I’ll have to admit, conspiracy theories amaze me. I’m intrigued by the theories and the theorist that come up with them. They stick strong to what they believe in; even the most outrageous theories carry enough truth to create some type of doubt. It’s what motivates conspiracy theorist to keep coming up with the most ridiculous theories. That’s why to this day, sadly, there are people who will tell you Big Foot is real, Neil Armstrong never landed on the moon, and somewhere deep in the abyss of the ocean, there is a lochness monster swimming around. Yeah, it’s comical but people actually believe this stuff. I feel like anytime a conspiracy theorist begins to theorize, there should be X-Files music playing in the background.
I bring up conspiracy theories and their ideology because this is the time of the year when all the NBA “conspiracy theorist” come out. I’m noticing it more and more as I check my Facebook and Twitter during these competitive playoff games. Here’s my take on the whole “NBA is fixed” topic. First of all, I notice that the National Basketball Assocation is the only league that gets hit with the “fixed” tag. You never hear it from NFL aficionados when a referee blows a call, and you’ll never hear it from baseball fan when the ump clearly messes up. Yes, there’s outrage from the fans, but you’ll never hear how commissioner Goodell or Selig has an agenda set out to help certain franchises win. I’ll never completely understand it, but if I had to make an educated guess on why it’s that, here’s mine: In the NBA, fans have a bigger attachment to the players because, in person, it’s the one sport to where you are extremely close to the players on the court, and on television, there faces are more visible and noticeable. So we grow to know the players more. For some reason, there’s a disconnect between the player and fan. New York Daily News sports writer Mike Lupica once said the NBA is the only league where the fans hate the players. I couldn’t agree with him more. Somewhere along the line, hatred sets in, and that’s why I believe the NBA has so many doubters and conspiracy theorist. It’s definitely a disconnect in a league that is hugely popular.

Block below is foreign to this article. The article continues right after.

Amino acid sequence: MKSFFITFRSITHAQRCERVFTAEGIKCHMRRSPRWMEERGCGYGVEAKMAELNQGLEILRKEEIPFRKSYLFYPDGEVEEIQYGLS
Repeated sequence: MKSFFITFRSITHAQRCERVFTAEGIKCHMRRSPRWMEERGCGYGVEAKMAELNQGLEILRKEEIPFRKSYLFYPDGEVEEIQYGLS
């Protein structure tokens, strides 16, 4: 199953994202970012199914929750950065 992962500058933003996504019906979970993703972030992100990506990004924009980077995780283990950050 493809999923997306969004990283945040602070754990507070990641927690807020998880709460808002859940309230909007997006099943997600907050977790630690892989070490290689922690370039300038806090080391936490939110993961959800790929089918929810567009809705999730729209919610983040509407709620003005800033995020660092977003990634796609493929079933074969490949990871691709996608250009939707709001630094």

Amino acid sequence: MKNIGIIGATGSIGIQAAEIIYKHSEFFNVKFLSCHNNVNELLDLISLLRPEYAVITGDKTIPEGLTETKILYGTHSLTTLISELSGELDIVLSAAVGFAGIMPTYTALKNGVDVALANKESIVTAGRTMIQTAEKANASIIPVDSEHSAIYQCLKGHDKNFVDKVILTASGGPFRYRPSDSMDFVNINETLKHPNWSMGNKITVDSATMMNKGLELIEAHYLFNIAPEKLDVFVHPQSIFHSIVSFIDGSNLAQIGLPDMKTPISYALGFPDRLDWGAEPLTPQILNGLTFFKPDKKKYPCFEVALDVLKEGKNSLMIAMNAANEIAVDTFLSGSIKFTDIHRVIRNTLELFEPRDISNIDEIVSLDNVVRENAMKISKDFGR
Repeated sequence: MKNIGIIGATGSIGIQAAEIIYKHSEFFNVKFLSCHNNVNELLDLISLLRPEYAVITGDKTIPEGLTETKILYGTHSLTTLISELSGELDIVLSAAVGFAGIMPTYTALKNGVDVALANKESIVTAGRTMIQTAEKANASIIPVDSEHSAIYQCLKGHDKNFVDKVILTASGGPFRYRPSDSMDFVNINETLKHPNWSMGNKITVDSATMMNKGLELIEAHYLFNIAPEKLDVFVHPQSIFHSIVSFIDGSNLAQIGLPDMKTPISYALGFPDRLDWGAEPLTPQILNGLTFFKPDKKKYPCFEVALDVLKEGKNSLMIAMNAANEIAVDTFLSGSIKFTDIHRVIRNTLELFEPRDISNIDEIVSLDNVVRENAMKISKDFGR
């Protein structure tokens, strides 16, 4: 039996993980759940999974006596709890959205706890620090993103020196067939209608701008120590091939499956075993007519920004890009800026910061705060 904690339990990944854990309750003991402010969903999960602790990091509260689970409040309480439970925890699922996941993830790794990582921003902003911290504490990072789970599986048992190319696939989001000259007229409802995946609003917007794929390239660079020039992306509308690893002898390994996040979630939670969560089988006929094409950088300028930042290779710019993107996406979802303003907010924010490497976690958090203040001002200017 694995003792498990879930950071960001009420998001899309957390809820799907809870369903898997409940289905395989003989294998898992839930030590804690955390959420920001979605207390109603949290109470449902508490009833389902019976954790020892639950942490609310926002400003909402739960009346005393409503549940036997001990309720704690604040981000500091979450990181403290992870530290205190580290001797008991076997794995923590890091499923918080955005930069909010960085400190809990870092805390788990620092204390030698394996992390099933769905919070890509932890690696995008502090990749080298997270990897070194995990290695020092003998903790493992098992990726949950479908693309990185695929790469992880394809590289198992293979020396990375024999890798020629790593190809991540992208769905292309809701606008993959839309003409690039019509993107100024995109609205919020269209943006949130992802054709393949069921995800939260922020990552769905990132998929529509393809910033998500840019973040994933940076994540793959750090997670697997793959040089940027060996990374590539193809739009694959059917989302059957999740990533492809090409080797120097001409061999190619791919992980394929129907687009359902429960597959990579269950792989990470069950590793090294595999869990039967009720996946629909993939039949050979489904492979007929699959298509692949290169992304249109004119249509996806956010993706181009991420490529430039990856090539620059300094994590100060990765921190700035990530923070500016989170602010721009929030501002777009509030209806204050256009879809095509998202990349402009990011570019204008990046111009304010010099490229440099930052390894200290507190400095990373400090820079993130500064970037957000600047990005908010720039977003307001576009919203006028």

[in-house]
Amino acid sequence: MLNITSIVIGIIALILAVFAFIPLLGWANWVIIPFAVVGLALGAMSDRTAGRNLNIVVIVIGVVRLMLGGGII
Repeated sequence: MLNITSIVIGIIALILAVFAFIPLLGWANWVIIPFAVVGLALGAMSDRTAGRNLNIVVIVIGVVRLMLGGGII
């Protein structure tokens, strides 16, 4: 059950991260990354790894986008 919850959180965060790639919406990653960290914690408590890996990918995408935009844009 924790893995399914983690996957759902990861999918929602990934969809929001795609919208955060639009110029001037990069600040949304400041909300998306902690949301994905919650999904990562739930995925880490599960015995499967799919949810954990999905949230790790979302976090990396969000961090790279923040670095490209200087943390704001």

Here are some hypothetical circumstances the NBA would deal with if it were fixed…
1. Majority of the leagues marque franchises are bad– If the NBA were fixed, don’t you think the league would make sure its most popular franchises are at least respectable. The Celtics, Lakers and Knicks are the league’s most marketable teams, but yet, all three have been dysfunctional this year. Big market teams drive the meter in professional sports, and most of the NBA’s big market teams, as of right now, are irrelevant. Let’s look at some of the NBA’s best teams: Oklahoma City Thunder, San Antonio Spurs and Indiana Pacers. Do you notice the correlation? They’re smaller markets teams. Don’t get me wrong, it’s good for the league to have some type of parity, but as a billion-dollar industry, you want your big city teams to be good. It’s better for business. Rhetorical question: if the NBA were to fix its league, why would the smaller market teams be the league’s most successful teams? Hmm, it’s beneath me, but I’m pretty sure some conspiracy theorist will come up with a reason why that is. Remember, you still have guys searching for Big Foot…